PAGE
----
Title

Can Project Unbreakable Break Rape Stereotypes?

Poster Number

20

Lead Author Major

Psychology

Format

Poster Presentation

Faculty Mentor Name

Jacqueline Austin

Faculty Mentor Department

Psychology

Abstract/Artist Statement

Research shows that women who have lower rape myth rejection are less likely to label their experience as rape and, consequently, may suffer more negative symptoms than women who are able to classify their experiences as rape. Studies also show that sexual assault education can lead to a change in attitude that might result in higher rape myth rejection. This study sought to research the effects of attending a sexual assault awareness presentation on scores of rape myth rejection. Participants either attended or did not attend an event with two speakers from Project Unbreakable, a sexual assault awareness campaign, and subsequent survey scores were compared. Surveys were shared online via social media and 87 University of the Pacific students responded to the surveys. Using a one-tailed independent samples t-test it was found that there was no significant difference in rape myth rejection scores of participants that did or did not attend the event.

Location

DeRosa University Center, Ballroom

Start Date

25-4-2015 2:00 PM

End Date

25-4-2015 4:00 PM

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Apr 25th, 2:00 PM Apr 25th, 4:00 PM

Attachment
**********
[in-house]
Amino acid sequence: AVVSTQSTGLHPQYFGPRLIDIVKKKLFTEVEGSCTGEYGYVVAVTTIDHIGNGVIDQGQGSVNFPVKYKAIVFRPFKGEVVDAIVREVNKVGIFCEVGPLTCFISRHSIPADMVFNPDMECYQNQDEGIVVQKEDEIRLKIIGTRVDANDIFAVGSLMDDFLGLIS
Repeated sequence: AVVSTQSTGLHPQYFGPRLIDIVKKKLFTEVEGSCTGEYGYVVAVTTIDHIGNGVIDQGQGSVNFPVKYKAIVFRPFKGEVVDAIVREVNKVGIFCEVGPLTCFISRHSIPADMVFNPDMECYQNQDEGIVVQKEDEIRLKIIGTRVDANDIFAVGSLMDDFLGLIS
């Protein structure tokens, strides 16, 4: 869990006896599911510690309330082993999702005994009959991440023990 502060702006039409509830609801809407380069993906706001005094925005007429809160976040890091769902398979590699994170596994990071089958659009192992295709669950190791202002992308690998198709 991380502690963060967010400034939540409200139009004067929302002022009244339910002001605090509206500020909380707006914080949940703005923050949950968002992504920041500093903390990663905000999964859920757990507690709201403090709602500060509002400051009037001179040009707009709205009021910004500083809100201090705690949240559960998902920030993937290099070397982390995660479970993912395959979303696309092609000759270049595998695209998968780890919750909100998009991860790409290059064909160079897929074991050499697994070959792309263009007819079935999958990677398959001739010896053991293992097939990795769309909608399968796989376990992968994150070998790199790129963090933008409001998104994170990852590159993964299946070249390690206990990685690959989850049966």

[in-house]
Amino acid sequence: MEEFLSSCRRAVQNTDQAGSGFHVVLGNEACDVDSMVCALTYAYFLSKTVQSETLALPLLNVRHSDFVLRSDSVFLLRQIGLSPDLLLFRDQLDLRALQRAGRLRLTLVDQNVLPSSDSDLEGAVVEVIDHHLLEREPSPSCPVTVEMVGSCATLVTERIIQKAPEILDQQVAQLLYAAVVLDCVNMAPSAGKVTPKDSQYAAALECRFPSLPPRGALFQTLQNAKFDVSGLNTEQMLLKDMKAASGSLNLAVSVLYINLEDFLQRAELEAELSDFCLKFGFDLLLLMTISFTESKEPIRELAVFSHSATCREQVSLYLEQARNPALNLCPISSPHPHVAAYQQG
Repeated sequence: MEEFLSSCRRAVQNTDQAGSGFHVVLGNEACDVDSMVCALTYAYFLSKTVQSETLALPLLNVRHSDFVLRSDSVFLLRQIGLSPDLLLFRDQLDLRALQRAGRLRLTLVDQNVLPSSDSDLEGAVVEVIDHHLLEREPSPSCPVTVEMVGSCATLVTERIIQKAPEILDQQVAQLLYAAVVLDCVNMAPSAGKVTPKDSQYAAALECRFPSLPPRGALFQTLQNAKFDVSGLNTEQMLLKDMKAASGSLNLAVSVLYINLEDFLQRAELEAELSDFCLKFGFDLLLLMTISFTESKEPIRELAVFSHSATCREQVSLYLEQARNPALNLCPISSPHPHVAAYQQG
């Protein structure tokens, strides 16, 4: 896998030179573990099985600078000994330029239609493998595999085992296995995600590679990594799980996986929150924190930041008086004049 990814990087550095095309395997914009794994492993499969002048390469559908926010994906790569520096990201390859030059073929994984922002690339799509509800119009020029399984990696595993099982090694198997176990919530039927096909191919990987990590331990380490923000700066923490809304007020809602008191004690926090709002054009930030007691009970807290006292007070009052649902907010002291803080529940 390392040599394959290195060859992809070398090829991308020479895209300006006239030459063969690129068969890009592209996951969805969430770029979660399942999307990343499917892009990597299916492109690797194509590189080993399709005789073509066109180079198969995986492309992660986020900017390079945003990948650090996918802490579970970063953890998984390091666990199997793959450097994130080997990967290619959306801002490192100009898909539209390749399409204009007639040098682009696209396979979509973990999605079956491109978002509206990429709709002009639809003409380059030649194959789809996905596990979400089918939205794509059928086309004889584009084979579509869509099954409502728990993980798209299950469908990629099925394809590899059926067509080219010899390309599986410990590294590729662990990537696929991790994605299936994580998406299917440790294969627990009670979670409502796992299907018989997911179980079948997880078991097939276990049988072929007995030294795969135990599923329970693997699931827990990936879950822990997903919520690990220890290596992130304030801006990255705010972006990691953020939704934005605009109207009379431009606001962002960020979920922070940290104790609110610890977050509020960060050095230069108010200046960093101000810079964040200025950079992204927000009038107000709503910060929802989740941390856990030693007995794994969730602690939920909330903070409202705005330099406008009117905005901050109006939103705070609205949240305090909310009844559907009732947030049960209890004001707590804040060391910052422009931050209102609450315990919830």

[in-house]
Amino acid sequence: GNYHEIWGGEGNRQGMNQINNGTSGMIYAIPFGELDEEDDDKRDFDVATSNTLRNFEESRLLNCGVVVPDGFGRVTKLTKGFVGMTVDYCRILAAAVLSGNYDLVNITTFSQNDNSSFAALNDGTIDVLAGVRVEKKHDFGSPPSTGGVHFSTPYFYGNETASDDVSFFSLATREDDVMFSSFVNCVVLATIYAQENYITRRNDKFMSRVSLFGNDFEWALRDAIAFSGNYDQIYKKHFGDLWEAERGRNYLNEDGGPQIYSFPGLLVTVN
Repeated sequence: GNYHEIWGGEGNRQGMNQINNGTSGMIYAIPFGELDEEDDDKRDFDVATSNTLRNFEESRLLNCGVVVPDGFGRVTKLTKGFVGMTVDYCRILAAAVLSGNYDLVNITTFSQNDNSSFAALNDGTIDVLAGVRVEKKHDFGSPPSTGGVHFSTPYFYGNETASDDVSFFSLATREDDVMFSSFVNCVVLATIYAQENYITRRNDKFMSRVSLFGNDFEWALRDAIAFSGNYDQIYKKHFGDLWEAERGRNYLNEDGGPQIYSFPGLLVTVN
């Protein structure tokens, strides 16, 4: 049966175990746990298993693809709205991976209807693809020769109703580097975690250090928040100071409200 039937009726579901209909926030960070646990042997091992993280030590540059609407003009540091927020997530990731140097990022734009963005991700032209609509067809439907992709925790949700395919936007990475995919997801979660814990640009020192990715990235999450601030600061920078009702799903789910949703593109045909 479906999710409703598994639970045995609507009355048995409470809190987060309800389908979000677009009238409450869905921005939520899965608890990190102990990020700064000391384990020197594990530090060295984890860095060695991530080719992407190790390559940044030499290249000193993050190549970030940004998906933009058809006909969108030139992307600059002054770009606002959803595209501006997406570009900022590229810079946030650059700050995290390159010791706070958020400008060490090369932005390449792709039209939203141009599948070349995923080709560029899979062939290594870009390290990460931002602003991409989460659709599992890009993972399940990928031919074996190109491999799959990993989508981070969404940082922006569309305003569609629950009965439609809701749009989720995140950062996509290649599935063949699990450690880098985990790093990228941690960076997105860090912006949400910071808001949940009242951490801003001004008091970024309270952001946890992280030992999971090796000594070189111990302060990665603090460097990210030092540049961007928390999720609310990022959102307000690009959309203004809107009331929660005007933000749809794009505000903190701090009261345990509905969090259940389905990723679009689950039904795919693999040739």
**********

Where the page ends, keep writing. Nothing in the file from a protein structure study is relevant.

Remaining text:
Can Project Unbreakable Break Rape Stereotypes?

DeRosa University Center, Ballroom

Research shows that women who have lower rape myth rejection are less likely to label their experience as rape and, consequently, may suffer more negative symptoms than women who are able to classify their experiences as rape. Studies also show that sexual assault education can lead to a change in attitude that might result in higher rape myth rejection. This study sought to research the effects of attending a sexual assault awareness presentation on scores of rape myth rejection. Participants either attended or did not attend an event with two speakers from Project Unbreakable, a sexual assault awareness campaign, and subsequent survey scores were compared. Surveys were shared online via social media and 87 University of the Pacific students responded to the surveys. Using a one-tailed independent samples t-test it was found that there was no significant difference in rape myth rejection scores of participants that did or did not attend the event.